Now that the onrushing Republican train wreck called the 2000 elections has been settled in every important way except the counting, it is not too soon to plan what the 107th Congress' new, improved Democratic majority ought to be up to.
First, there are six years of Republican roadblocks to be overcome. There is nothing so obstructionist as a government majority that hates government, so a lot of what the Republicans did comes under the heading of simple mischief. But once the layers of pin-striped graffiti are scraped off the Constitution, some underlying issues can then be tackled.
The Algore Rhythm for electoral success propagated itself throughout the Senate and House races of 2000 in a show of Democratic unity last seen in 1964, and before that in 1948. Everybody was on message, from highest to lowest, and the result will have been a new Congress and new Administration willing to do some work, wanting to do it together, and encouraged to do so by the voters.
So they can tackle campaign financing reform. They can deal with improving the health care system. And the budget surplus can be used to pay down the deficit, not to give away tax breaks to the already-rewarded.
Meantime, a few little legislative matters can go a long way toward improving the national life. These are presented in no known order of importance, but with at least as much seriousness as the average Bush scion gives to rewarding the family's business backers. (God, isn't it great to be able to permanently forget about the whole Kennebunkport Mafia?)
Every citizen ought to have the kind of deal that every Senator and most CEOs have. Accordingly, let's organize domestic policy around providing everybody with the kind of support they need to do their jobs and live their lives. If it's important enough for the Chairman of the Appropriations Subcommittee on Commerce, State, and Justice or the chief executive officer of Megacorp USA to have, then it's important enough for the average mother of three children to have. Let's start with these minimum services, provided at state and corporate expense:
Cook (three meals and snacks)
24-hour medical help
Masseur/euse on call
Employer-contribution-only pension, instantly vested, fully portable
Personal banker, unlimited loans
Sick days off work on demand
Subsidized travel, medications, and accounting and legal advice
Personal shopper, laundress, and concierge
A minimally-serious effort toward providing these services would have the interesting side-effect of achieving an absolute end to unemployment.
It is a truth universally recognized that a man in possession of his faculties must be in need of a sport to watch. However, there has been a serious over-supply of the commodity of humans in funny uniforms running around in various ways. Not that there are too many sports. But there are certainly too many individual games. With every half-baked burg from Charlotte to Sacramento claiming a "major league" team of some kind, it is too much to expect that, prior to the next Republican recession, (scheduled, I believe, for 2009), the number of sports teams is going to decline. What we can do, though, is shorten the seasons to limit the number of games.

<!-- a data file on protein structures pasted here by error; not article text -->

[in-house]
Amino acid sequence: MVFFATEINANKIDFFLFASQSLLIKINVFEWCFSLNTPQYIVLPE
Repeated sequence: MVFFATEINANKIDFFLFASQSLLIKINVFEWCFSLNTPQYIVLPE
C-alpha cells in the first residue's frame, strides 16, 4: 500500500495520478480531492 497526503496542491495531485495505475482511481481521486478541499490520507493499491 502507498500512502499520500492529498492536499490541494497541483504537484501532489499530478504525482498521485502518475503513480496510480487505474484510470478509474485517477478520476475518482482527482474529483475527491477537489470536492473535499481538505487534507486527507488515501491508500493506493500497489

Accordingly, the following calendar rules must be legislated:
1) No regular season baseball game can be played prior to Jackie Robinson Day, the second week of April commemoration of Robinson's insertion into the lineup in 1948. No regular season baseball game can be played after Ted Williams Day, the last week of September commemoration of Williams' hitting .409. Thus spring training could not begin sooner than the second week of March, and all levels of playoffs would have to be over by October 15th.
2) A similar paring of the football schedule is in order. No regular football should be played before Labor Day, and the playoffs should be over by the weekend after the New Year.
3) Hockey and basketball, too, should last from the end of baseball season in mid-October until the beginning of baseball in mid-April.
4) Semi-pro (college) sports of any kind should not begin before Labor Day nor end after Easter.
The various Cabinet-level agencies (not all of which are in the Cabinet, nor all of which are full departments) came along at various points in the nation's history. State, Treasury and War (now miscalled Defense) were with us from the beginning. Agriculture did not come along until Lincoln's second term. Health and Human Services is a creature of Lyndon Johnson's. EPA was invented by Nixon in order not to have to do anything about the environment. But it's time to reorganize, not only the duties, but the names of the departments in order to give a better sense of what the American people can expect, or ought to get, from them.
For instance, building on the centuries-old joke that a diplomat is one sent to lie abroad for his country, the State Department really ought to be the Lying Abroad Department. Veterans Affairs is really more accurately the Department of the Maimed. The Department of Transportation ought to be called the Wheels Department. I am sure that many more will occur to our busy legislators as they go about the task of recovering from six years of Republican legislative incompetence.
Meantime let's all genuflect reverently toward those Bush family friends who rallied round and got the Republicans in the year 2000 to run against Bill Clinton yet again, with about as much success as they had the first two times (three, if you count impeachment as an election, and I think we should.)
James McCarty Yeager of Bethesda, Md., recently promoted The Progressive Populist on-air on Caroline Casey's "Visionary Activist Show" on KPFA-FM, Berkeley, Calif. If you're not in the Bay area, listen on the web Thursdays at 5 p.m. Eastern time at www.kpfa.org.